November 24, 2015
Since the November 13, 2015 terrorist attacks in Paris, there has been some speculation and commentary that the war against ISIS will fundamentally change Western views on Russia’s involvement in Syria and potentially even prompt a relaxation of sanctions imposed over Ukraine. Turkey’s decision to shoot down a Russian fighter jet that strayed into its airspace on November 24 will, predictably, cause others to question whether we are instead facing a new period of confrontation with the Russians. There may yet be calls to strengthen sanctions against Russia in response to the incident and Russian support for Syrian President Bashar Assad.
Ultimately, each of these viewpoints fail to take into account three fundamental points:
Much as some “Sanction Russia” proponents may wish to forget, the sanctions imposed against Russia in response to its behavior in Ukraine are narrowly focused on resolving the Ukraine situation. The decision to impose sanctions was politically and economically damaging to many European governments, and they are not likely to endorse a broader sanctions campaign against Russia unless absolutely necessary. Russian involvement in Syria does not pass this test and it is doubtful that one Russian plane being shot down will be either; after all, a response to Russian violations of Turkish airspace has already been delivered.
But, just as it is doubtful that this latest incident will prompt new sanctions against Russia, it was also improbable that cooperation over ISIS was going to lead to a reduction of those sanctions. EU and US leaders have been consistent for many months that the only path to sanctions reduction and eventual elimination lies through full implementation of the Minsk cease-fire and resolution of questions about Ukrainian sovereignty. They have shown no signs of backing down, despite concerns about the economic impact of continued Russian sanctions, and instead the EU appears set to extend the current sanctions for another six months based on press reports.
It may seem incongruous that international efforts to destroy ISIS could come alongside continued sanctions against one of the more significant players in Syria, but it should not be. Just as the members of the P5+1 – China, France, German, Russia, the United Kingdom and the United States — were able to come together to negotiate a nuclear deal with Iran despite many serious differences over Iran itself, Syria, Ukraine, terrorism and human rights policies, so too can many of these same countries collaborate to defeat a common threat in ISIS while confronting one another in other areas.
We should also keep in mind that the Russians have been operating in what a senior US military officer called a “reckless” manner over Syria. There have apparently been efforts to work out sensible arrangements to avoid such accidents over Syria, but the Russians have demonstrated for years a somewhat cavalier attitude to airspace concerns. Reports of Russian bomber activity near US aircraft carriers, near other NATO allied airspace, and indeed over Turkish airspace have been common in the last year. To a certain extent, this latest incident is only the logical outcome of a Russian approach that seems intended to bait a response.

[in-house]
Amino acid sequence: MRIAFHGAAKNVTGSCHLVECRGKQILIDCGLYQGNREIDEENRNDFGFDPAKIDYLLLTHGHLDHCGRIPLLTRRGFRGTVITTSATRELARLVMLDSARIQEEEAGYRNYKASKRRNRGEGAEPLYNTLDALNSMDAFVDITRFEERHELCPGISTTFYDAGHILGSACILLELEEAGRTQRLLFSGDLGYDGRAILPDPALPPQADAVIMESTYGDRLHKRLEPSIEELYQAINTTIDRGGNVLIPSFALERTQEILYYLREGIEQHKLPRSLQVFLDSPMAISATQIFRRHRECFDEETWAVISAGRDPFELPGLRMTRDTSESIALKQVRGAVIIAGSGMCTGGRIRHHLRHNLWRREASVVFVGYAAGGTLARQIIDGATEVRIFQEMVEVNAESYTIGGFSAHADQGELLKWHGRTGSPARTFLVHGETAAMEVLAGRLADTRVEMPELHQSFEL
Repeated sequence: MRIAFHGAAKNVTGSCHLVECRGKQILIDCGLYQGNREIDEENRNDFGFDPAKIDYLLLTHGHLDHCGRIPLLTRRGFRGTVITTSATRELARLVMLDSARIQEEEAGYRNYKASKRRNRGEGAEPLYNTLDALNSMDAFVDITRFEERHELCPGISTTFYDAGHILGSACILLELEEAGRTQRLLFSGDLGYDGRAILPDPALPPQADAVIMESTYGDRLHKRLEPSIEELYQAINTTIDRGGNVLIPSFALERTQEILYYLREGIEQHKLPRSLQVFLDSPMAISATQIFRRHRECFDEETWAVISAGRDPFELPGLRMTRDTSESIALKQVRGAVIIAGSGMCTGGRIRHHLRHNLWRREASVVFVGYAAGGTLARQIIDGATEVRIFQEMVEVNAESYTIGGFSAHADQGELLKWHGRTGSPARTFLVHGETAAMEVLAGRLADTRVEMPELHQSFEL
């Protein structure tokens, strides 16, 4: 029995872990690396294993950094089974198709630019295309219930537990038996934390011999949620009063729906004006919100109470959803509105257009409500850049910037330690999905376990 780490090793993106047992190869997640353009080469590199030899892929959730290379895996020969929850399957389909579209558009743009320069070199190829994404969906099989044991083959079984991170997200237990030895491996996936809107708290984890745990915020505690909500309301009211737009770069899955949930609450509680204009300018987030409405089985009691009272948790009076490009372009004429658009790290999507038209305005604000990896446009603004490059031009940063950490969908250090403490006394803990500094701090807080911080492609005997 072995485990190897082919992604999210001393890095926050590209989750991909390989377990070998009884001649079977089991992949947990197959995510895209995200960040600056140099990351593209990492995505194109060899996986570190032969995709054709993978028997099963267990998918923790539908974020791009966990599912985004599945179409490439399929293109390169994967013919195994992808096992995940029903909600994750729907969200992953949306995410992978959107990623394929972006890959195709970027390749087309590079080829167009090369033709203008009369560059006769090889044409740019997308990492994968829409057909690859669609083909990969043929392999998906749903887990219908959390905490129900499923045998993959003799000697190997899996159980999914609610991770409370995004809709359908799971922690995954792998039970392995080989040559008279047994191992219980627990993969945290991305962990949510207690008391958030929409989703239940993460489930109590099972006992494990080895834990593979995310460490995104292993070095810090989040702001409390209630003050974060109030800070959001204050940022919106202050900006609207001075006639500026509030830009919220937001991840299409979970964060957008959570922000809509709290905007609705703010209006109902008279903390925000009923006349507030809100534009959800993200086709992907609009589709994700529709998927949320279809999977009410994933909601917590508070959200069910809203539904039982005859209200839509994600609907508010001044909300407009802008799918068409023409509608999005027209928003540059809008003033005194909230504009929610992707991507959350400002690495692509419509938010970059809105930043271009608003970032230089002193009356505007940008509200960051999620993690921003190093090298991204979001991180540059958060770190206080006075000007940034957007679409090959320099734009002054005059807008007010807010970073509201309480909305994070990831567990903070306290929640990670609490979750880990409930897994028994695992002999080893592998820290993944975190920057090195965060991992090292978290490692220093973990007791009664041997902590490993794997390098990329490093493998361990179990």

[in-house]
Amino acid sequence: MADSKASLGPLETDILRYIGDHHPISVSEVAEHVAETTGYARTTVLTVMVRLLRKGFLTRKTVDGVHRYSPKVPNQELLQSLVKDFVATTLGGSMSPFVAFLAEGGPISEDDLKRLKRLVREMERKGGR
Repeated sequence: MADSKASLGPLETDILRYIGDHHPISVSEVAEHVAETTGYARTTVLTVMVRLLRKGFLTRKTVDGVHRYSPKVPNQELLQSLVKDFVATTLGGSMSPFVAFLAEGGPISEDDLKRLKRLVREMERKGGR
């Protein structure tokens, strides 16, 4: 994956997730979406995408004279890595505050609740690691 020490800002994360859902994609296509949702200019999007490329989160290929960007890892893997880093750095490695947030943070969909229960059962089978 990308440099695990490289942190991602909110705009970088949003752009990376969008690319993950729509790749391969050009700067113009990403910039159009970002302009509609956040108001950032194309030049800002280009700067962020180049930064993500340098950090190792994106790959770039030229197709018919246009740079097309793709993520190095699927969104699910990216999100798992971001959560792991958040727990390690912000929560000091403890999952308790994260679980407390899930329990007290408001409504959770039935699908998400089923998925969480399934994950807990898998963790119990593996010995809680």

Russia’s full response to Turkey has yet to be seen. President Vladimir Putin spoke of “serious consequences” for Turkey as a result of the incident and Foreign Minister Sergey Lavrov cancelled a trip to Turkey, as well as discouraged Russian tourism to the country in response. More, including individual Russian sanctions against Turkey, may be in the offing, though it seems unlikely that the Russian government would respond offensively.
That said, as has been seen throughout Putin’s tenure, his response to confrontation is often to double-down against it. From Chechnya to the invasion of Georgia to his efforts to stop US missile defense to Ukraine, Putin has demonstrated a desire to confront challenge with more challenge. Far from making Russia more conciliatory toward Turkey and reflective in its approach to foreign affairs, we may see more Russian bellicosity in the near term than less.
How the West chooses to respond will be important. As noted, more sanctions against Russia would be difficult to secure absent a major provocation (probably going beyond this incident, but possibly including continued interference in Ukraine or something more muscular to retaliate against Turkey). A defensive military posture (and, ideally, one in which NATO endorses Turkish action and reminds Russia that there are consequences for its constant provocations) and redoubled efforts to resolve the Syrian situation diplomatically seem more likely near-term outcomes.
*Richard Nephew is Director of the Economic Statecraft, Sanctions, and Energy Markets program at Columbia University’s Center on Global Energy Policy, and the former Deputy Coordinator for Sanctions Policy at the State Department. The views expressed are his own.
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